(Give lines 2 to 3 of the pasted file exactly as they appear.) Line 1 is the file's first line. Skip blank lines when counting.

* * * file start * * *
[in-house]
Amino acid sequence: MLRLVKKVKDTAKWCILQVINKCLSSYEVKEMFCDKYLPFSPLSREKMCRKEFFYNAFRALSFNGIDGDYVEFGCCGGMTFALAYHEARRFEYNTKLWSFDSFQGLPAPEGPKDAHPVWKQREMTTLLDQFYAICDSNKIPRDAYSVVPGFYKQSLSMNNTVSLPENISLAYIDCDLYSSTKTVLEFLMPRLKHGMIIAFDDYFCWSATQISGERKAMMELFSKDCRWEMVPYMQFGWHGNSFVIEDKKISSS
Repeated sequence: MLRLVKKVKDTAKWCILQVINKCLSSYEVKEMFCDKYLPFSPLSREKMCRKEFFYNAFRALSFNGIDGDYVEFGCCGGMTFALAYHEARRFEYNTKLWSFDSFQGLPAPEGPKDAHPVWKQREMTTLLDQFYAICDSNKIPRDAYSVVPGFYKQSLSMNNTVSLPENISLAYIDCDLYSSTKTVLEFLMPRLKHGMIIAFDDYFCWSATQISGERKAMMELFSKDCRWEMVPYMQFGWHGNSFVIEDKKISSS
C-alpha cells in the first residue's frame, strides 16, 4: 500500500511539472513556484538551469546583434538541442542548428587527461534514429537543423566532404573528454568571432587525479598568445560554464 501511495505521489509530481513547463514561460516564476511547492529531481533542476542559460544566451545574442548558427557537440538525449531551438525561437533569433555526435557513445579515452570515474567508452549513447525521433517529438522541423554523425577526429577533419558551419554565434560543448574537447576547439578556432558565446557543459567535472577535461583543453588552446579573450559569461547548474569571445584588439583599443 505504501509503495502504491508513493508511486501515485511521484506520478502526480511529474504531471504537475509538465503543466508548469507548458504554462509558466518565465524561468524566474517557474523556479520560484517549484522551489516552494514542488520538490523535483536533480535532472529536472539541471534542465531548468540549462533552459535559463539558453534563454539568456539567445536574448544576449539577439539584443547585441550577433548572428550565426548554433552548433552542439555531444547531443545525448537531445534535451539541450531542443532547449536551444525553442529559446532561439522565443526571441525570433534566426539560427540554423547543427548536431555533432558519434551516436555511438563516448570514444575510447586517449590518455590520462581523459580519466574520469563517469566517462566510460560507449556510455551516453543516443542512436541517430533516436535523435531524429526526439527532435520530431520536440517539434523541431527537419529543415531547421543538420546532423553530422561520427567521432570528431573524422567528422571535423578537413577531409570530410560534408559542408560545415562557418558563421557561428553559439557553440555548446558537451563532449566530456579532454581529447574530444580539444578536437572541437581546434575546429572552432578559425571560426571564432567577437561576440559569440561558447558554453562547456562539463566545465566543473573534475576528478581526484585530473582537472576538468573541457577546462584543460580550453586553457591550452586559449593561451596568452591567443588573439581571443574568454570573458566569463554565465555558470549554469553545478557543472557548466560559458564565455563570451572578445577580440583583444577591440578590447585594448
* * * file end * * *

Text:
Amino acid sequence: MLRLVKKVKDTAKWCILQVINKCLSSYEVKEMFCDKYLPFSPLSREKMCRKEFFYNAFRALSFNGIDGDYVEFGCCGGMTFALAYHEARRFEYNTKLWSFDSFQGLPAPEGPKDAHPVWKQREMTTLLDQFYAICDSNKIPRDAYSVVPGFYKQSLSMNNTVSLPENISLAYIDCDLYSSTKTVLEFLMPRLKHGMIIAFDDYFCWSATQISGERKAMMELFSKDCRWEMVPYMQFGWHGNSFVIEDKKISSS
Repeated sequence: MLRLVKKVKDTAKWCILQVINKCLSSYEVKEMFCDKYLPFSPLSREKMCRKEFFYNAFRALSFNGIDGDYVEFGCCGGMTFALAYHEARRFEYNTKLWSFDSFQGLPAPEGPKDAHPVWKQREMTTLLDQFYAICDSNKIPRDAYSVVPGFYKQSLSMNNTVSLPENISLAYIDCDLYSSTKTVLEFLMPRLKHGMIIAFDDYFCWSATQISGERKAMMELFSKDCRWEMVPYMQFGWHGNSFVIEDKKISSS